Your professional network on LinkedIn is not always your own.
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New case shows you have to check your LinkedIn contacts after leaving a job

In our attention economy, likes, connections and followers have monetary value for both you and your employer.

But when you and your company break up, who gets to keep the connections you made while you were collecting a paycheck from that company?

Ashleigh Peterson became a case study on this dilemma last week after she took to LinkedIn to air her grievances about her previous employer Hays, a global recruiting and staffing company.

Losing thousands of work contacts in an instant

Peterson, a recruiter, was forced to remove thousands of her LinkedIn contacts because Hays claimed the relationships belonged to the company, not to her — even though it was nearly impossible to tell which had been hers before she joined the company.

“Delighted to be back up to 4,000 connections,” Peterson wrote. “It was very frustrating when leaving Hays that the legal department wrote to me threatening legal action if I didn’t remove any connections that they did business with—especially when they were already connections of mine before joining.”

Peterson’s post gathered over 100,000 views, she says, and it caused discussions in the comments that are still ongoing. Peterson’s question is something many of us want to know: to what extent does your employer own your social media?

In the U.K., it’s a little clearer: there’s precedent with courts siding with the employer. Hays even won a case against an ex-employee in 2008. The U.K. court ordered Mark Ions, an ex-Hays consultant, to hand over his LinkedIn contacts after he allegedly used his LinkedIn connections to get clients for his rival agency.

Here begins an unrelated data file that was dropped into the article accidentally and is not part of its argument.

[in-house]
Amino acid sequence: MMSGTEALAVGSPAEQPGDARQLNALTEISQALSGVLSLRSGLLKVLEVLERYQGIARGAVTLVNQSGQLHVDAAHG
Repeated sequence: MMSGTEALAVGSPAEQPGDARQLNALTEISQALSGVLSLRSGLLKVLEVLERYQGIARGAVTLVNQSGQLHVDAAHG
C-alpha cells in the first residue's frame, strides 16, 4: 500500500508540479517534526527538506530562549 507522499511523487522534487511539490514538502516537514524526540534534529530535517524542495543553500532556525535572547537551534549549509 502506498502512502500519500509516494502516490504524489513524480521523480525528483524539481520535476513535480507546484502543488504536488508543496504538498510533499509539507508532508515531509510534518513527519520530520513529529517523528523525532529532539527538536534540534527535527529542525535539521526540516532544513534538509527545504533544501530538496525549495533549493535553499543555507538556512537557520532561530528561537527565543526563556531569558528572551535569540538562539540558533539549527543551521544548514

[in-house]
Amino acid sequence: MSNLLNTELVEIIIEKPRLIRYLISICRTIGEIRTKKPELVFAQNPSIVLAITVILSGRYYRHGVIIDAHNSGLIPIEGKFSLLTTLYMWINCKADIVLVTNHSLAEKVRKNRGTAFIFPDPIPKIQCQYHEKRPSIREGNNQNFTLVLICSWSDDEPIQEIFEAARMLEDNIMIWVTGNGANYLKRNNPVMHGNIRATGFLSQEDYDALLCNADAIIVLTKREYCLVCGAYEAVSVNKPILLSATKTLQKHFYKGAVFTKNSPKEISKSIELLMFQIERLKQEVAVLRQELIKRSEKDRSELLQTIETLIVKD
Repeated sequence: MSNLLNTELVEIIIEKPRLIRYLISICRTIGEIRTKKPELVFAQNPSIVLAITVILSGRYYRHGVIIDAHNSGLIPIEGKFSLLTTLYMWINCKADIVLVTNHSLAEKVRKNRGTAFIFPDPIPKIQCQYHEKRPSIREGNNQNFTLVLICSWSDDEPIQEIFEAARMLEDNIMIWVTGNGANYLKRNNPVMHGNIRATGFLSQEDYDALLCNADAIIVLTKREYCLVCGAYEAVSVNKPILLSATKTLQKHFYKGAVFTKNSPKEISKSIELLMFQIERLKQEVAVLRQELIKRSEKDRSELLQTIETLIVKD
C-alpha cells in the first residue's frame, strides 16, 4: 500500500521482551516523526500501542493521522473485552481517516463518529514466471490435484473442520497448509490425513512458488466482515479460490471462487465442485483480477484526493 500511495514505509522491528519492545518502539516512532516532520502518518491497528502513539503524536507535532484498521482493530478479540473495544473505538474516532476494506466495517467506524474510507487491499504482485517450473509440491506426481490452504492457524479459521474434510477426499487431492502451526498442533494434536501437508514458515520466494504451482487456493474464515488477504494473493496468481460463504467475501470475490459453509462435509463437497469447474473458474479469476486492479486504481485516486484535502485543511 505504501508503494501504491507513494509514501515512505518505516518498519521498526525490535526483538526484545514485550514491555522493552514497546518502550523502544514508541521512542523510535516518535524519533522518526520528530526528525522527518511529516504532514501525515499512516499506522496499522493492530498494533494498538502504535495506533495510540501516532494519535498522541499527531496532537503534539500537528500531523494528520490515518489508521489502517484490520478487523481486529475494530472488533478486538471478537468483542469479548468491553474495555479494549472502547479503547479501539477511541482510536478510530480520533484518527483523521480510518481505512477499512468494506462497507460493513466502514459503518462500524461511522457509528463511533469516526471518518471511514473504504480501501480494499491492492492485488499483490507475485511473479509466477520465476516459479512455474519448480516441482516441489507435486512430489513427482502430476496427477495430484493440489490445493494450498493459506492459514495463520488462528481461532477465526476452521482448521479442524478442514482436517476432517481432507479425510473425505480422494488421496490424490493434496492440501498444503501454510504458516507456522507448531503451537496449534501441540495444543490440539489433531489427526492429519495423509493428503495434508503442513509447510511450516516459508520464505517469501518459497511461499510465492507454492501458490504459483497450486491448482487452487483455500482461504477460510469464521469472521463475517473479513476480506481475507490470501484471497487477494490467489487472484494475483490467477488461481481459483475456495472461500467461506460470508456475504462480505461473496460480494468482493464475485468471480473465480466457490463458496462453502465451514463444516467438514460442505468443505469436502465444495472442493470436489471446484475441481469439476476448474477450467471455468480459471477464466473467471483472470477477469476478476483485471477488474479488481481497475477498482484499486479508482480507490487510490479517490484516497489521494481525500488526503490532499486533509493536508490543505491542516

But after reading many sympathetic readers calling on her to “ask them to prove each and every” connection, Peterson now believes she “should have challenged it.”

Without knowing the details of Peterson’s employment contract, we can only speculate about who’s in the right about this. What we can do is offer advice so you can avoid these situations. Ladders talked to two legal experts on how employees and employers can clarify social media ownership and avoid legal action.

Ask questions about who owns what

With the question of ownership, University of Florida professor Jasmine McNealy notes that “in the United States, it’s a really unsettled area of law about who owns social media property as it relates to an individual and an employee. Unless you’re running the social media account for McDonald’s— then it’s obvious you don’t own that social media account.”

But for the rest of us who are building professional connections through our personal brand, the “number one thing [ownership] depends on,” McNealy said, “is whether or not, they expressed ownership of your social media in your employment contract.”

Here are questions employees can answers to decide whether or not your boss owns your social media:

  1. Who set up your Facebook, LinkedIn, or Instagram account?
  2. Does your employer know your password?